Wednesday, November 02, 2005

off the charts

What an absolutely thrilling read! The first section of Hutchins reads like a novel…and has inspired me to write completely off-topic. Hutchins’ experience on the Palau forcefully brought home to me how when systems work, you don’t really notice them, but when something goes wrong, the scaffolding that holds the system together becomes so overwhelmingly apparent that it can be extremely disconcerting.

Two years ago I was wandering around Western China (as you do) when the SARS virus broke. Within two short weeks, this sprawling country was transformed. An invisible killer was at once everywhere and nowhere; the media was being secretive and contradictory about the extent of the epidemic; tourists – because we were extremely mobile and painstakingly obvious – were being hauled off buses, questioned by armed police, and subject to mandatory temperature checks. Every country in the world suddenly required people traveling from China to be quarantined for up to two weeks. Since hospitals were the environments where the disease was most commonly spread, this was not an attractive option.

I was stranded somewhere up on the Tibetan Plateau and had been refused entry into Tibet proper because an outbreak of SARS in such a poor region would be devastating. Since the concentration of casualties was principally in the East, and Tibet was closed to the West, I headed North, skirting the Taklamakan Desert and eventually hitting the Silk Road. Every few hours, I was hauled off buses to have my temperature checked by inefficient stick thermometers. It was freezing, and by the time the official could read the mercury bar on the thermometer, the reading suggested that I should be clinically dead. This usually prompted laughter from all concerned (mine tinged with a slightly nervous hysteria). Within days, everyone was wearing nasty surgical masks, and I was suspiciously eyed by all locals. Foreign equaled disease, and though I could not speak Mandarin, I gleaned that many media reports were blaming tourists for the spread.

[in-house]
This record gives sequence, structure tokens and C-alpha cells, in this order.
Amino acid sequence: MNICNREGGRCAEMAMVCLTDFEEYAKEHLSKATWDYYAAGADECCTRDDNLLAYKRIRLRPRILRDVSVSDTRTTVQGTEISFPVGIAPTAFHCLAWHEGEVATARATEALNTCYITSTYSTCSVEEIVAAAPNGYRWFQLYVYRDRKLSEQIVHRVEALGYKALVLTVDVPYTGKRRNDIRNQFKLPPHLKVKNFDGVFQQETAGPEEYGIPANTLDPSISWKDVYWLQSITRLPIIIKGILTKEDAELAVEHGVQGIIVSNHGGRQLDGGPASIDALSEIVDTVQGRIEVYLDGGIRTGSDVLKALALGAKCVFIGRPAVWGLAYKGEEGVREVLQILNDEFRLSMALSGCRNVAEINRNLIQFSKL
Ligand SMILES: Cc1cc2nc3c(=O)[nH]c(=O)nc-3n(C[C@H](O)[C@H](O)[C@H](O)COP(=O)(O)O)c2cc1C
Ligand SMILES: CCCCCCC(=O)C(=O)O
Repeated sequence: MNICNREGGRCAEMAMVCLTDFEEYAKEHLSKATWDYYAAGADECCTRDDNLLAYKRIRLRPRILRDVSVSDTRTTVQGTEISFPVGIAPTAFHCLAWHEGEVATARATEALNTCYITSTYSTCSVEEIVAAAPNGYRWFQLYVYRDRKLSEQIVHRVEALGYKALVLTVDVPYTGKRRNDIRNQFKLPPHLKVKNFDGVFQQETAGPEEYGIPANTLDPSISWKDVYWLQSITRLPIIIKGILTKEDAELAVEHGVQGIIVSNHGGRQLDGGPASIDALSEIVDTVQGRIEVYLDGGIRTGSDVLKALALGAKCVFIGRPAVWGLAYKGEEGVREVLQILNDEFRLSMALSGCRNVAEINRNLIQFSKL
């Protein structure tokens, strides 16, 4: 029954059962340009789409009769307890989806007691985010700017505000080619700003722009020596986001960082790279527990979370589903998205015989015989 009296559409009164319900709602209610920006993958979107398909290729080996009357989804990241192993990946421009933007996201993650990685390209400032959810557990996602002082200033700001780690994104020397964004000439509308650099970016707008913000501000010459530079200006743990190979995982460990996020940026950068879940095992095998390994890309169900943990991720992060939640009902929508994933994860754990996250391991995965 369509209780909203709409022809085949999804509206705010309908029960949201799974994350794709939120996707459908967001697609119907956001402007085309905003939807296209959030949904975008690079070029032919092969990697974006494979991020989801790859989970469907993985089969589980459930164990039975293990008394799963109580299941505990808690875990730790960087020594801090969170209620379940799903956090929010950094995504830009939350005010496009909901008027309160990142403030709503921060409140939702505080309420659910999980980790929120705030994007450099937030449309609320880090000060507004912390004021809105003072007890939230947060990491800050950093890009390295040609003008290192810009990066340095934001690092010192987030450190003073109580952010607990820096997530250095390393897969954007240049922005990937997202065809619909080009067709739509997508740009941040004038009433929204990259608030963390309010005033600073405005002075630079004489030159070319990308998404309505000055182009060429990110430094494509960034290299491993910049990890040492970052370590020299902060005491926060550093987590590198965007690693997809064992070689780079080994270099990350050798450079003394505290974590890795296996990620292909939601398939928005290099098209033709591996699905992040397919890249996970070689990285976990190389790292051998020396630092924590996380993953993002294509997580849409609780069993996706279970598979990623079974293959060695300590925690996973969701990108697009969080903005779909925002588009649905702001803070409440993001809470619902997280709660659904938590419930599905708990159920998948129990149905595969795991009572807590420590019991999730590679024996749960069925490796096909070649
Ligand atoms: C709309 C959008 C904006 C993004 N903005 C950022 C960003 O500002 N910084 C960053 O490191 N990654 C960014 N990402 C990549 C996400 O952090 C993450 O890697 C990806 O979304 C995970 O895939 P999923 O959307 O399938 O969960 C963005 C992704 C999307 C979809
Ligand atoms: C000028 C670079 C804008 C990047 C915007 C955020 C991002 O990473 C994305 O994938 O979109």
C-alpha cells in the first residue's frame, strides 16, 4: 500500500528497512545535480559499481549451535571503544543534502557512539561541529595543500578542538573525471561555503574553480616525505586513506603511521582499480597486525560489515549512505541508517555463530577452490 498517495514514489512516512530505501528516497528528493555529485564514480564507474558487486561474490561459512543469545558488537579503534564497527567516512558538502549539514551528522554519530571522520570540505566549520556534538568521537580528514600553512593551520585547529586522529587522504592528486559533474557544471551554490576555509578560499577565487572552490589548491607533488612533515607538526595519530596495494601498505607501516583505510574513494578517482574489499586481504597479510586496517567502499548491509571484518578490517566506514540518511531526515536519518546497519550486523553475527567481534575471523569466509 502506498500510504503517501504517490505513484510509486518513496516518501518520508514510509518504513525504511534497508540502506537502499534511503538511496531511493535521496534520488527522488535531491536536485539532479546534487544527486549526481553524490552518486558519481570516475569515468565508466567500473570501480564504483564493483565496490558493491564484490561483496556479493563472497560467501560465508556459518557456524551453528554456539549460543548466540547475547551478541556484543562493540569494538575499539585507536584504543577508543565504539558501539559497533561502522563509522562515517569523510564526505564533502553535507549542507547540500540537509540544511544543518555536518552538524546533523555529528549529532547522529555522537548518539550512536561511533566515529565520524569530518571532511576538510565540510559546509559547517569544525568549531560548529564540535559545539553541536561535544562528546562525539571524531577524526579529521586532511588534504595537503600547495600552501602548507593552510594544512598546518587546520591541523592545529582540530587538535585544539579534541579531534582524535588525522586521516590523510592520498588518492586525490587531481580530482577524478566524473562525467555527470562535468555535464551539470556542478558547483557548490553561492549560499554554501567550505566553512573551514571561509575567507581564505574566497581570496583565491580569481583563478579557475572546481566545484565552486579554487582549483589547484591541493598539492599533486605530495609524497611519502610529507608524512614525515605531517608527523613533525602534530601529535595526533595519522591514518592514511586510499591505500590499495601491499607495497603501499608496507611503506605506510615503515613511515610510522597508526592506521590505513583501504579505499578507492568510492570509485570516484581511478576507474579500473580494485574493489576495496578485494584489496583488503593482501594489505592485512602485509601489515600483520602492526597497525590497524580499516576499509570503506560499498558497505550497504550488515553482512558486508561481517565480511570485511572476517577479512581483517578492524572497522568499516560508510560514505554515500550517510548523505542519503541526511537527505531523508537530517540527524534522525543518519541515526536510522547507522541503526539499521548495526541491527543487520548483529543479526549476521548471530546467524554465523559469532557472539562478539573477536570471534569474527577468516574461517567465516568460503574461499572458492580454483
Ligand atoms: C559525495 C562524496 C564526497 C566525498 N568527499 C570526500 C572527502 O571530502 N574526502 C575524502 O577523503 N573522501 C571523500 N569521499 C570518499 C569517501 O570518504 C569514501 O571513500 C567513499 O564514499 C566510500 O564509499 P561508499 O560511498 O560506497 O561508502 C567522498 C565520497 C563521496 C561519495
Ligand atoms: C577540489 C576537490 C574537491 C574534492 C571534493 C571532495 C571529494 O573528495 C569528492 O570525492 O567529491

Within weeks, this chaotic situation was transformed. Instead of being taken off buses, officials in gleaming white body suits, rubber boots and very complicated masks would come onto the train or bus and point guns at everyone’s forehead with state-of-the-art temperature-taking guns! Everyone was zapped, and those with a high reading were unceremoniously hauled off the bus. The media was awash with anti-SARS propoganda. People were encouraged not to spit (a national pastime); saccharine anti- SARS anthems blasted out from TVs and radios everywhere (think “We are the World” through a helium fog). Even the glorious Chinese fake rag trade cashed in on the delirium: walking down any metropolitan street you could spot fake Fendi, Gucci or Prada anti-SARS apparel. (In the face of an international epidemic, one simply must accessorize.)